Everyday Advocacy

Supporting Staff Well-being

Welcome to Ask ALSC, where the Managing Youth Services Committee asks leaders in children’s libraries to share their response to an issue or situation.  We hope to showcase a range of responses to topics that may affect ALSC members. If you’d like to respond to today’s topics, or suggest a topic for the future, please leave a comment. *Disclaimer* I am not a healthcare professional. I am a reader and a hard-working mental health advocate, both personally and professionally. Self-care and wellness are frequent buzzwords in articles discussing the workplace. Why? What’s changed (other than the obvious) to warrant an uptick in administrative discussions surrounding mental health and career? And why should we as managers devote time and space to discussions on well-being? There are a myriad of reasons why we should all be focused on mental health, but for brevity and deliverability, I will focus on three. I’m sure…


Robust Policies to Protect Patrons and Staff

Younger, Jamar. “Guards, police keeping order at PIma County libraries for $750K a year.” tusan.com, 16 March 2014. https://tucson.com/news/local/guards-police-keeping-order-at-pima-county-libraries-for-750k-a-year/article_88cb1d09-85e5-51c9-a54b-3f6c4c7e5b10.html Accessed 18 November 2022. Creating a safer and welcoming environment in the library is nothing new. However, in the past decade safety in the library, and outside on library property, has become a major concern for patrons and staff. Today, we are dealing with an environment where patrons and staff are increasingly looking over their shoulders. For patrons, they are at a point where they will leave the library if another patron is causing problems. Especially in the Children’s area. I have seen parents leave with their children to get away from angry or loud patrons. For staff, they are afraid to even do their job especially when a patron is yelling or getting angry as they are not sure if that patron will become violent or will accost them in…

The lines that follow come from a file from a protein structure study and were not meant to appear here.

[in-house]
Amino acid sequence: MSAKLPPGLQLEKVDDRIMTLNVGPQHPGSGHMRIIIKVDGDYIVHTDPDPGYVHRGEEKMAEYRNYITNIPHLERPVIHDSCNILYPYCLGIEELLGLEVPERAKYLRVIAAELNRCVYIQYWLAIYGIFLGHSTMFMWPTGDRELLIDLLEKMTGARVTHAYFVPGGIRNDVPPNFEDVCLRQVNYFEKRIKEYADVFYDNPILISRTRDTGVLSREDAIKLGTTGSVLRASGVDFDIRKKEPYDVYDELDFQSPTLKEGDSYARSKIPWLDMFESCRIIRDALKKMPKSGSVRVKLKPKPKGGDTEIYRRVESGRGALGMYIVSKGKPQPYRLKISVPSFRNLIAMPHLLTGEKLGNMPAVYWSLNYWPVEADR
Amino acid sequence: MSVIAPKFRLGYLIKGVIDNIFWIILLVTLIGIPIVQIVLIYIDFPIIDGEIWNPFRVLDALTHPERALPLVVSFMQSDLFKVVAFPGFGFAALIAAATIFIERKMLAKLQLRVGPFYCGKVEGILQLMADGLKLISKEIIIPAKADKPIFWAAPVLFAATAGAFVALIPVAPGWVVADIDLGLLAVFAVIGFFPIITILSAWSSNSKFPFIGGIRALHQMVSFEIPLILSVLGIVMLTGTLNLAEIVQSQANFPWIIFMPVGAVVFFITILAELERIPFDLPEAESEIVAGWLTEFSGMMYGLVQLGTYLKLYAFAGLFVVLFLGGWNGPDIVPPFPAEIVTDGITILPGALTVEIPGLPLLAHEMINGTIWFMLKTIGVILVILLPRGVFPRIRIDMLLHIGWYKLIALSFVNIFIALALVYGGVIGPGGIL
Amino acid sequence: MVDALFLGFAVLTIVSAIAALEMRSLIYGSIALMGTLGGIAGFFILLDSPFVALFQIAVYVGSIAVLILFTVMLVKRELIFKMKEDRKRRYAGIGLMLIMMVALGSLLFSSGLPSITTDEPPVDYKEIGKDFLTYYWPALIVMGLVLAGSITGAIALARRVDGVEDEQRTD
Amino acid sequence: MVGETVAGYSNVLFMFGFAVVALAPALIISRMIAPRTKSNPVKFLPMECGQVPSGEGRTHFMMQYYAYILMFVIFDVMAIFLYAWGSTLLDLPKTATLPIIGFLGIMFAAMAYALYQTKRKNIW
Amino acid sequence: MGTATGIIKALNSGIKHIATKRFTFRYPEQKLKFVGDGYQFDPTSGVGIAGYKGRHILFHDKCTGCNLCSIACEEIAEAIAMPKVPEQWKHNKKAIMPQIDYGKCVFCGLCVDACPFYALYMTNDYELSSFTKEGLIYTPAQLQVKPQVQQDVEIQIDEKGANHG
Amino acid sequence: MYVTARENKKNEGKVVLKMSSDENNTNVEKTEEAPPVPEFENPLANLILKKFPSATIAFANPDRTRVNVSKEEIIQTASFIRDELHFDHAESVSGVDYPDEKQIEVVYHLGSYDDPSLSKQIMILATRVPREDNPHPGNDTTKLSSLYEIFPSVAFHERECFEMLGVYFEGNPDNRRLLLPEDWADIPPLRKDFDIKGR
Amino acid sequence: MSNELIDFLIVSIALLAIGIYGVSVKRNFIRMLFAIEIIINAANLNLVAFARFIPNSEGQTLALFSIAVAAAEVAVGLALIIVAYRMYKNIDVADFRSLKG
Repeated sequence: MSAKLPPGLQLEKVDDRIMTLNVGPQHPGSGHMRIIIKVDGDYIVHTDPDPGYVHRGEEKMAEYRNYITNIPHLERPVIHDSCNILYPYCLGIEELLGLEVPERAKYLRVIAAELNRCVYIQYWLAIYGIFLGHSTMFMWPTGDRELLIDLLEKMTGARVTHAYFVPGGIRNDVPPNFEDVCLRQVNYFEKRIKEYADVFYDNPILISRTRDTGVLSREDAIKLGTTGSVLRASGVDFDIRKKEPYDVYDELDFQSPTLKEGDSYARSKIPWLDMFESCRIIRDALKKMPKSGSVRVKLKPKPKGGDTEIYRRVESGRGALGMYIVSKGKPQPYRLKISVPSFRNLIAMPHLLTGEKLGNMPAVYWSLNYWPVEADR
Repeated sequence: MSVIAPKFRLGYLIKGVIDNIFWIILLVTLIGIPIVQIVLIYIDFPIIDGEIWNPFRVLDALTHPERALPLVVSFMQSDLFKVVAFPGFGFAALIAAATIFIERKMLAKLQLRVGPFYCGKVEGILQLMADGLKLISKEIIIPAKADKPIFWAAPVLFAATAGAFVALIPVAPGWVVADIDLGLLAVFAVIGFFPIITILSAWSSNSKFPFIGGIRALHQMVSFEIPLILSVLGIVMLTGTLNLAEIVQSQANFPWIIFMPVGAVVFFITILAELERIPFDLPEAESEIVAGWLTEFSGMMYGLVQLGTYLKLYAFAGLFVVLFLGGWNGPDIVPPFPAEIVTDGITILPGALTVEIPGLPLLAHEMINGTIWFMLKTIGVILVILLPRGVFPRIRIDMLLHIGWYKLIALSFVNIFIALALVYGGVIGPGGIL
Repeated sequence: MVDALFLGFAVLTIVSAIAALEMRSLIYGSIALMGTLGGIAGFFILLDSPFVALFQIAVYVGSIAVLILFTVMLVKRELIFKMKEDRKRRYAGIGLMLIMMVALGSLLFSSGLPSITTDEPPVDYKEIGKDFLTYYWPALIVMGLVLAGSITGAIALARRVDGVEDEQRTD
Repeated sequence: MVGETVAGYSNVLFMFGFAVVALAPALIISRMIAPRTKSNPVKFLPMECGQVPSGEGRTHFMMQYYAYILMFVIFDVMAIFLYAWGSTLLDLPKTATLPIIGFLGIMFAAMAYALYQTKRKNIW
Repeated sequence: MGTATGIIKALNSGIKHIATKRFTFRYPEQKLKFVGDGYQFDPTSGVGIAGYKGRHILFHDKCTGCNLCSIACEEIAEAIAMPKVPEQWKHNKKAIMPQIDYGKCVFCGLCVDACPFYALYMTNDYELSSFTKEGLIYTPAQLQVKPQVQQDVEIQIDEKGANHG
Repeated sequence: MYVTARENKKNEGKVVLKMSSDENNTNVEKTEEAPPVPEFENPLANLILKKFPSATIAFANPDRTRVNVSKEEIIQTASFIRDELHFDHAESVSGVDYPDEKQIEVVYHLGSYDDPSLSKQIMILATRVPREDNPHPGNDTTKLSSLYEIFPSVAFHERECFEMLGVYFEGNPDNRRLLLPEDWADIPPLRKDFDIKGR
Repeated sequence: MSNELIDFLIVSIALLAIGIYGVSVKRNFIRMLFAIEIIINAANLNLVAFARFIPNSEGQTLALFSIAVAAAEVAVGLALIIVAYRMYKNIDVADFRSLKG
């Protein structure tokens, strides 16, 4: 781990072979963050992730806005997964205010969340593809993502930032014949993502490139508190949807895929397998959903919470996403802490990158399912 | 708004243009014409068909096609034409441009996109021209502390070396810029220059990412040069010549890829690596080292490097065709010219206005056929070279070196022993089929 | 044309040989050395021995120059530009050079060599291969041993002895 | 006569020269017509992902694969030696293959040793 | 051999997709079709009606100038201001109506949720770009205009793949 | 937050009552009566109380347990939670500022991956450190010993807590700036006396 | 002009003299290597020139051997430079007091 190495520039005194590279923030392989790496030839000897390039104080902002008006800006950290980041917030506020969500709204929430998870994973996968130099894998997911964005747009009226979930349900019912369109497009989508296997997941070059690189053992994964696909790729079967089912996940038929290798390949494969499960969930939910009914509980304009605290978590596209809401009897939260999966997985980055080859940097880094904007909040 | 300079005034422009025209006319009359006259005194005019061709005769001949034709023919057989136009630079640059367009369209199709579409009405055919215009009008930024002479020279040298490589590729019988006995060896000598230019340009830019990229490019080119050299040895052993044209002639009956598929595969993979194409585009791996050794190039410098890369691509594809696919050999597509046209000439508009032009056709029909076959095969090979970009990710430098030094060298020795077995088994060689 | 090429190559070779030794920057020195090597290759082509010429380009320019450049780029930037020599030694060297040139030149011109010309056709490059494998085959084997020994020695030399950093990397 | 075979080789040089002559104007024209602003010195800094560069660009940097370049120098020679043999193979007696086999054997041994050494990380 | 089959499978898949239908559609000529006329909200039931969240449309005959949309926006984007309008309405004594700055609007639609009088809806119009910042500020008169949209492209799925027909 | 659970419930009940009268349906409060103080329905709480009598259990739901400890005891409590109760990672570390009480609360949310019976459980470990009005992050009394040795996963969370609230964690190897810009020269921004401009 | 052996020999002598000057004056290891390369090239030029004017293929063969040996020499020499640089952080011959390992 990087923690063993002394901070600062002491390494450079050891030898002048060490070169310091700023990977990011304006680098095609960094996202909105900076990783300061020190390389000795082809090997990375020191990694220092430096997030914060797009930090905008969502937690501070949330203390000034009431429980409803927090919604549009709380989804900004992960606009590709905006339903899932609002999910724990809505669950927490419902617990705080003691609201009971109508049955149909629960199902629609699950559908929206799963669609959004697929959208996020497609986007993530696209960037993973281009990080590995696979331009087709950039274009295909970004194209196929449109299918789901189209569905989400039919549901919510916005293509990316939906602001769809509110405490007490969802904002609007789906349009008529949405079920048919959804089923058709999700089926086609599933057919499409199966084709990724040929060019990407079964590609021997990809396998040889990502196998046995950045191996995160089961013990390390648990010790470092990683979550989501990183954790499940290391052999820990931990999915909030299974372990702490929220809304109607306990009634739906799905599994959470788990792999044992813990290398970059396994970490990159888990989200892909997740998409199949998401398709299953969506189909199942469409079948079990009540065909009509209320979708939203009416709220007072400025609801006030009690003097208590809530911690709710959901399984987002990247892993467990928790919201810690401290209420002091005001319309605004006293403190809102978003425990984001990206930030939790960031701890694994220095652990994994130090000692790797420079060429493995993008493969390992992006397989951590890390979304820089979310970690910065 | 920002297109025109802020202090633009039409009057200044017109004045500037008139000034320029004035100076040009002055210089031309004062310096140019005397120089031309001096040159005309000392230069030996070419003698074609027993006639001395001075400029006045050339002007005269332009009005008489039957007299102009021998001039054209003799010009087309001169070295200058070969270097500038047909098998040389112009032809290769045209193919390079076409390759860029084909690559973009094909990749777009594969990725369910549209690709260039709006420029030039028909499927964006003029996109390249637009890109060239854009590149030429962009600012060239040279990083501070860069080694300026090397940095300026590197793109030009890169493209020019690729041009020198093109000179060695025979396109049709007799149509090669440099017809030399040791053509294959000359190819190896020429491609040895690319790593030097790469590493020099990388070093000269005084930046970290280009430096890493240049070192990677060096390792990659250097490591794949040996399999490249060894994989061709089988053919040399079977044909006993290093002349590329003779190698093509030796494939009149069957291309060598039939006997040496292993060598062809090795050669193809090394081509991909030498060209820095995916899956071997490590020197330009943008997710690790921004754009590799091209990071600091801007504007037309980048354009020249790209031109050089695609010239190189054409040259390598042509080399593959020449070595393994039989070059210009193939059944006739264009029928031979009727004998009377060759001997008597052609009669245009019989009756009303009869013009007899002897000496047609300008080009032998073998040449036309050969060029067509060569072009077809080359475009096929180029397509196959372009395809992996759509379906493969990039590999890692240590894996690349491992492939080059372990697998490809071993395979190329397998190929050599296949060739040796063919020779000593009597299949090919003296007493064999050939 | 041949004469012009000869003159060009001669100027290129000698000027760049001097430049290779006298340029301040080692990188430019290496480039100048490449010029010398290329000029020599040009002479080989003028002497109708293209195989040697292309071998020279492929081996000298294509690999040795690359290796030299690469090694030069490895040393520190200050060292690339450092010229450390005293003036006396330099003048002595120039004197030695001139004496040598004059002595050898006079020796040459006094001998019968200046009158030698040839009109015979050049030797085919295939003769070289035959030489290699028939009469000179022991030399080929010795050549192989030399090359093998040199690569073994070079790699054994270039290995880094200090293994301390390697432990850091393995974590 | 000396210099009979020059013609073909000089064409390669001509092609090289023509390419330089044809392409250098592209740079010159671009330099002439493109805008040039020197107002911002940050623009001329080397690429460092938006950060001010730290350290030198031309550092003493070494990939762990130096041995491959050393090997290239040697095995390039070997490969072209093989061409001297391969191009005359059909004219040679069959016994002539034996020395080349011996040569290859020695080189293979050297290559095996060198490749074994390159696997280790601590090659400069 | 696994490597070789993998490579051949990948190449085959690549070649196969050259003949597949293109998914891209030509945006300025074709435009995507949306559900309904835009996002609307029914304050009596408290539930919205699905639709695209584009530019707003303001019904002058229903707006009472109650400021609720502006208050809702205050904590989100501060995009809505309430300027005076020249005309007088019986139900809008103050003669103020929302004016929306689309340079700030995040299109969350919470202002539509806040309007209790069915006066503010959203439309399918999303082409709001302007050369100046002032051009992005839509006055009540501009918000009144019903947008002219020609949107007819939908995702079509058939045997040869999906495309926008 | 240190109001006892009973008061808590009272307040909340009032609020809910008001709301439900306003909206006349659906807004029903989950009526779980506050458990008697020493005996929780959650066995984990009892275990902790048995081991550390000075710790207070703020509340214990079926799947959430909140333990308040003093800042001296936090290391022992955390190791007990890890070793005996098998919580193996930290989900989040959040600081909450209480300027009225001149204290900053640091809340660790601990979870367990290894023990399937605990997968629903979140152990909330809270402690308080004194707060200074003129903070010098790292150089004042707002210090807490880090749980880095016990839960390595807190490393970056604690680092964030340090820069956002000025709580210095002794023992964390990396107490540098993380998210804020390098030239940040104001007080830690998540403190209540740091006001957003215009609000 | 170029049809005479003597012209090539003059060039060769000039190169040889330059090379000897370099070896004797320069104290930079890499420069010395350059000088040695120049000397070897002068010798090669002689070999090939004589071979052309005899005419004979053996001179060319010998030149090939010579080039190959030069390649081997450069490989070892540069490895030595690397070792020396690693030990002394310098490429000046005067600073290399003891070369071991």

Considering Reconsideration  

“In 2021, the Office for Intellectual Freedom (OIF) tracked 729 challenges to library, school, and university materials and services, affecting 1,597 books.” (ALA.org) How have these challenges impacted your library? Do you find yourself working harder each month to defend the collection, displays, and programming choices at your library? Providing library services to children has always required a solid background in intellectual freedom and over the past year the importance of access to strong tools, policies, and procedures has become paramount. Banned Books Week 2022 is September 18-24, the week before the 2022 ALSC National Institute in Kansas City, Missouri. To highlight best practices and share resources in support of Intellectual Freedom, ALSC Managing Children’s Services 2021-2022 Committee is honored to be hosting a round table discussion on managing material reconsiderations. If you are attending National Institute, we invite you to join us to discuss trends in intellectual freedom, review…


Leveraging School Partnerships